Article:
June 2006
Volume 6, Issue 6
Free
Vision Sciences Society Annual Meeting Abstract  |   June 2006
Cortical visual field representations in patients with albinism and female carriers of ocular albinism assessed with multifocal visual evoked potentials
Author Affiliations
  • Michael B. Hoffmann
    Visual Processing Lab, Magdeburg University
  • Birgit Lorenz
    Ophthalmogenetics, Regensburg University
  • Markus Preising
    Ophthalmogenetics, Regensburg University
  • Petra Seufert
    Visual Processing Lab, Magdeburg University, and Sektion für funktionelle Sehforschung
Journal of Vision June 2006, Vol.6, 544. doi:10.1167/6.6.544
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      Michael B. Hoffmann, Birgit Lorenz, Markus Preising, Petra Seufert; Cortical visual field representations in patients with albinism and female carriers of ocular albinism assessed with multifocal visual evoked potentials. Journal of Vision 2006;6(6):544. doi: 10.1167/6.6.544.

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      © ARVO (1962-2015); The Authors (2016-present)

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Abstract

Purpose: In human albinism part of the temporal retina projects abnormally to the contralateral hemisphere. We tested whether this abnormality can be identified with multifocal visual evoked potentials (mfVEPs) and whether it is evident in carriers of ocular albinism (OA1).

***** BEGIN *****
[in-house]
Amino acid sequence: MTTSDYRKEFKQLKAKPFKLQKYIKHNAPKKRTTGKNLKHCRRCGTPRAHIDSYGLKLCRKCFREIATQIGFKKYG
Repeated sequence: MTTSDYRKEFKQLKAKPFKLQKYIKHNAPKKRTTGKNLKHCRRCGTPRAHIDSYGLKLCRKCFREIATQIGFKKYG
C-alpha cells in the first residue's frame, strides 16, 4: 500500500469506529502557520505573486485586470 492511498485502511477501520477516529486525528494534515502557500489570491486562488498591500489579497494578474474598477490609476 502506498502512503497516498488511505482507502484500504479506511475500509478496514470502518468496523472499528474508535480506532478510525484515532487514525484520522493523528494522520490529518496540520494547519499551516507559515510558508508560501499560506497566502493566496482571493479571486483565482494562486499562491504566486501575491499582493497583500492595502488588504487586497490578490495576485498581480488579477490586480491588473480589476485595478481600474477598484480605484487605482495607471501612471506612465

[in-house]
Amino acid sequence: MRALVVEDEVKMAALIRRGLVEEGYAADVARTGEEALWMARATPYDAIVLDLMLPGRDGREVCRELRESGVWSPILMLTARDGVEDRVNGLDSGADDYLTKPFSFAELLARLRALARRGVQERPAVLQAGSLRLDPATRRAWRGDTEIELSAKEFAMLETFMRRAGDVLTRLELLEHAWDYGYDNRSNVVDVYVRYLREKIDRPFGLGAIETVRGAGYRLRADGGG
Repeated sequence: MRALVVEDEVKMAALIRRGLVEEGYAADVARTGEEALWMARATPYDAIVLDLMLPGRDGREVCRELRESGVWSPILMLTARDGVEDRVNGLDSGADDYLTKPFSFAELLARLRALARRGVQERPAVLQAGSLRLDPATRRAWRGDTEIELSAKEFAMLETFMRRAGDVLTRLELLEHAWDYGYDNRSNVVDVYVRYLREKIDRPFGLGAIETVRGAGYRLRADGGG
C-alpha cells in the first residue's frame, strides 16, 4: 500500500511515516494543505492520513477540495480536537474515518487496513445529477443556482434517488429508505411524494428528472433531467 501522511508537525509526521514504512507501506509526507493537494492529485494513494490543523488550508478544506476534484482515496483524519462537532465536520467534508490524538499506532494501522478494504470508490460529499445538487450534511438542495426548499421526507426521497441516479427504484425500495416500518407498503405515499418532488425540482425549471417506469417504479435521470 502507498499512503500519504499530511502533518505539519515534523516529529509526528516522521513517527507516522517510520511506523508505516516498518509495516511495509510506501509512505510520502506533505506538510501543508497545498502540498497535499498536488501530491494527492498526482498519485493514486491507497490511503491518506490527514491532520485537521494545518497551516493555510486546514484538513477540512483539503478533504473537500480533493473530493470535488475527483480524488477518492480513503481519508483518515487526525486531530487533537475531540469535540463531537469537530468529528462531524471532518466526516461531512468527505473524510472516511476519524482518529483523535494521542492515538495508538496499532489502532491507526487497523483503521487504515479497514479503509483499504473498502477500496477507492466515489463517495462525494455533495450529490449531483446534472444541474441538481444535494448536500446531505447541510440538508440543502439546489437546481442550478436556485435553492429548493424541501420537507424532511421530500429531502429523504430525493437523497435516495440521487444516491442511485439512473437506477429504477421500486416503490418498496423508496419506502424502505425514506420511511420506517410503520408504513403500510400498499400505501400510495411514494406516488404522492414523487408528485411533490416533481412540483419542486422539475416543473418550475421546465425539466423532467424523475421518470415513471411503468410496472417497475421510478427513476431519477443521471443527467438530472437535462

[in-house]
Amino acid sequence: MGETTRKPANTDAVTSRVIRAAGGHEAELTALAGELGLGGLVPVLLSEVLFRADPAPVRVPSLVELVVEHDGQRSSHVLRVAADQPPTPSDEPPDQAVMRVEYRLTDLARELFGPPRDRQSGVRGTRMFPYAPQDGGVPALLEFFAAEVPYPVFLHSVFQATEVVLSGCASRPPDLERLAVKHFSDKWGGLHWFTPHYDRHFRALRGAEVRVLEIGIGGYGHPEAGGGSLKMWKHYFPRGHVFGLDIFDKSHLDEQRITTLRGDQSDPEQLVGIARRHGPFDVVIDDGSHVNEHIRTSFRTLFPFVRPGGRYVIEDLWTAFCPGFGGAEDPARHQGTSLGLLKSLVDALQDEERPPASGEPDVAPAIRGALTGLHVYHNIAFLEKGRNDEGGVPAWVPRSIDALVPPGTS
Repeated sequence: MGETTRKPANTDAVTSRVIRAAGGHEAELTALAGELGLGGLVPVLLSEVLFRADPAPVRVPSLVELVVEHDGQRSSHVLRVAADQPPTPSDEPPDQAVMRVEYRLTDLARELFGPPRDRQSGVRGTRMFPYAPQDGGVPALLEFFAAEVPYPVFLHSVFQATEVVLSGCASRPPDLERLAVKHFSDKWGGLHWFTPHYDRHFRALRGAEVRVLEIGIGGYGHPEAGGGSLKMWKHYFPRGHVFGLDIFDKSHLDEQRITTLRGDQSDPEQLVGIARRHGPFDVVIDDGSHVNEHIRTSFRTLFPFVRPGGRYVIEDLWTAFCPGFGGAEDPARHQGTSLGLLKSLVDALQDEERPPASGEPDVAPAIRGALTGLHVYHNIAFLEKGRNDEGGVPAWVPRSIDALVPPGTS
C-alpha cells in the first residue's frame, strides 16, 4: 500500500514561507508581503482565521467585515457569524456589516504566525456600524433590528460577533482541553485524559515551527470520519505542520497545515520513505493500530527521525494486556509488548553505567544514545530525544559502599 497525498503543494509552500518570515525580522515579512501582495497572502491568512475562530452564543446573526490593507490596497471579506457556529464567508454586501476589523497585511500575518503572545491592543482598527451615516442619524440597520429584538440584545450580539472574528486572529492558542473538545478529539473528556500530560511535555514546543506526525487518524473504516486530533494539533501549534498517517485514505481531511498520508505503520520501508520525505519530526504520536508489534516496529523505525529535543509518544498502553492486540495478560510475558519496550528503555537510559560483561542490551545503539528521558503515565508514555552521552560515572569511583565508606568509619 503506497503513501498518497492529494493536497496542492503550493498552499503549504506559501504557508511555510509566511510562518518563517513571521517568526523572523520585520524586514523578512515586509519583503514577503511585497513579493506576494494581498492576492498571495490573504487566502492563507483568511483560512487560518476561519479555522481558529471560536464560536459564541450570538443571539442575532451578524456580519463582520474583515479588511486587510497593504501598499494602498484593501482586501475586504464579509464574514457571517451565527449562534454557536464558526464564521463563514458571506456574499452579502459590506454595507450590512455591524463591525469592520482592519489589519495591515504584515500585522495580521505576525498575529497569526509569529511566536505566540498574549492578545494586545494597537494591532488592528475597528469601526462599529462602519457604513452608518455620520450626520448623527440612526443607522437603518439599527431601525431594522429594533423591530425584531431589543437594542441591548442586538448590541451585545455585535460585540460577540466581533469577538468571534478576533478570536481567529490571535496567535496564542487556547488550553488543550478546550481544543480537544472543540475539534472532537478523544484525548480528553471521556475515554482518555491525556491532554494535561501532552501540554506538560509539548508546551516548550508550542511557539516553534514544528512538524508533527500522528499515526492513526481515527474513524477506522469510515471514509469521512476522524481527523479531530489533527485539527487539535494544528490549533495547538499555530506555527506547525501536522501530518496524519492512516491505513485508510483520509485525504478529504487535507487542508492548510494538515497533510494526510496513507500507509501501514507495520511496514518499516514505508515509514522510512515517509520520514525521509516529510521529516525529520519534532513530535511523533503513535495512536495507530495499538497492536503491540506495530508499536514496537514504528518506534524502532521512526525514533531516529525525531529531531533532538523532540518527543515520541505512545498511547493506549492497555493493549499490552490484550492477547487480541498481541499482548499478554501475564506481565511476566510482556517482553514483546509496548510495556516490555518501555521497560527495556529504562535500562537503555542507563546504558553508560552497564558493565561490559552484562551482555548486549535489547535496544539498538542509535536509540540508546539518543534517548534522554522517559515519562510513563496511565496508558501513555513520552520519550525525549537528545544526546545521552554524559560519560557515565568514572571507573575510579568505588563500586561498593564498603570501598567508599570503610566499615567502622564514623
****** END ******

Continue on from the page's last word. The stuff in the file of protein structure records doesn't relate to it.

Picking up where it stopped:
Methods: In 12 controls, 11 patients with albinism, and 5 female carriers of OA1 monocular pattern-reversal mfVEPs were recorded for 60 locations comprising a visual field of 44° diameter (VERIS 4.8; EDI). For each eye and each stimulus location inter-hemispheric difference potentials were calculated and correlated with each other to assess the lateralisation of the responses: positive and negative correlations indicate lateralisation on same or opposite hemispheres, respectively. Misrouted optic nerves are expected to yield negative interocular correlations. Silent visual field locations were excluded from the analysis using a signal-to-noise threshold. Our analysis also allowed for the assessment of the sensitivity and specificity of the detection of projection abnormalities.

Results: Sizable mfVEPs were obtained in all controls, carriers and the 3 albino patients with negligible nystagmus and visual acuity > 0.25. 97% and 98% of the visual field locations were identified as normal in controls and carriers, respectively. While this indicates a specificity of 97%, the sensitivity of the procedure was estimated to be 76%. Finally, in albinism 50% of the responses were abnormally represented.

Conclusion: In the absence of nystagmus mfVEPs are a powerful tool to identify, in a spatially resolved manner, abnormal visual field representations. No local representation abnormalities were evident in the female carriers of OA1 tested.

Hoffmann, M. B. Lorenz, B. Preising, M. Seufert, P. (2006). Cortical visual field representations in patients with albinism and female carriers of ocular albinism assessed with multifocal visual evoked potentials [Abstract]. Journal of Vision, 6(6):544, 544a, http://journalofvision.org/6/6/544/, doi:10.1167/6.6.544. [CrossRef]
Footnotes
 Funded by DFG HO 2002/4-1
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